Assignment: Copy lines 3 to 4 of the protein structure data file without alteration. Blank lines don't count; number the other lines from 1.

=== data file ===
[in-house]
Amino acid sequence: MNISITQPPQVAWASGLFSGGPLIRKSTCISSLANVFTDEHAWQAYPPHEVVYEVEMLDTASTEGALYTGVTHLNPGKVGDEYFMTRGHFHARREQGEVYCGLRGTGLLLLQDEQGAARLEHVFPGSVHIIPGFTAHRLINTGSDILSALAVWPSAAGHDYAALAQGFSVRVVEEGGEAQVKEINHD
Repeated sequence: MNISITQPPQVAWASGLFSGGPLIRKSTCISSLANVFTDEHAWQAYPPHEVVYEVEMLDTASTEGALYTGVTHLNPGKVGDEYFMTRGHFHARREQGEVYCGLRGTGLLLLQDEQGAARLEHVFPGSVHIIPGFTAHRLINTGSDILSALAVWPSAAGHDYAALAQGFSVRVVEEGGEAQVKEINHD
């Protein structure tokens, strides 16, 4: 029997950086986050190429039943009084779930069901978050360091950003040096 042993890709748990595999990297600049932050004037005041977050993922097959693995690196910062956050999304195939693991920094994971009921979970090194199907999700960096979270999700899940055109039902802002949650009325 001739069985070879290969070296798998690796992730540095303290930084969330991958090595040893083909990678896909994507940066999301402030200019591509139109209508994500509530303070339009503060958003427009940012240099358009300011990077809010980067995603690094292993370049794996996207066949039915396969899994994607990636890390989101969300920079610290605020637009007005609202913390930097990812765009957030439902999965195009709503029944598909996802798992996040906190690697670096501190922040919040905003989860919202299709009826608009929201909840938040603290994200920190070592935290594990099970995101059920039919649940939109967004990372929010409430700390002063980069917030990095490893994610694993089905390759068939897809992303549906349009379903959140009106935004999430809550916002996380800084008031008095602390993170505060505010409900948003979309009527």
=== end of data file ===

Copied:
Repeated sequence: MNISITQPPQVAWASGLFSGGPLIRKSTCISSLANVFTDEHAWQAYPPHEVVYEVEMLDTASTEGALYTGVTHLNPGKVGDEYFMTRGHFHARREQGEVYCGLRGTGLLLLQDEQGAARLEHVFPGSVHIIPGFTAHRLINTGSDILSALAVWPSAAGHDYAALAQGFSVRVVEEGGEAQVKEINHD
């Protein structure tokens, strides 16, 4: 029997950086986050190429039943009084779930069901978050360091950003040096 042993890709748990595999990297600049932050004037005041977050993922097959693995690196910062956050999304195939693991920094994971009921979970090194199907999700960096979270999700899940055109039902802002949650009325 001739069985070879290969070296798998690796992730540095303290930084969330991958090595040893083909990678896909994507940066999301402030200019591509139109209508994500509530303070339009503060958003427009940012240099358009300011990077809010980067995603690094292993370049794996996207066949039915396969899994994607990636890390989101969300920079610290605020637009007005609202913390930097990812765009957030439902999965195009709503029944598909996802798992996040906190690697670096501190922040919040905003989860919202299709009826608009929201909840938040603290994200920190070592935290594990099970995101059920039919649940939109967004990372929010409430700390002063980069917030990095490893994610694993089905390759068939897809992303549906349009379903959140009106935004999430809550916002996380800084008031008095602390993170505060505010409900948003979309009527």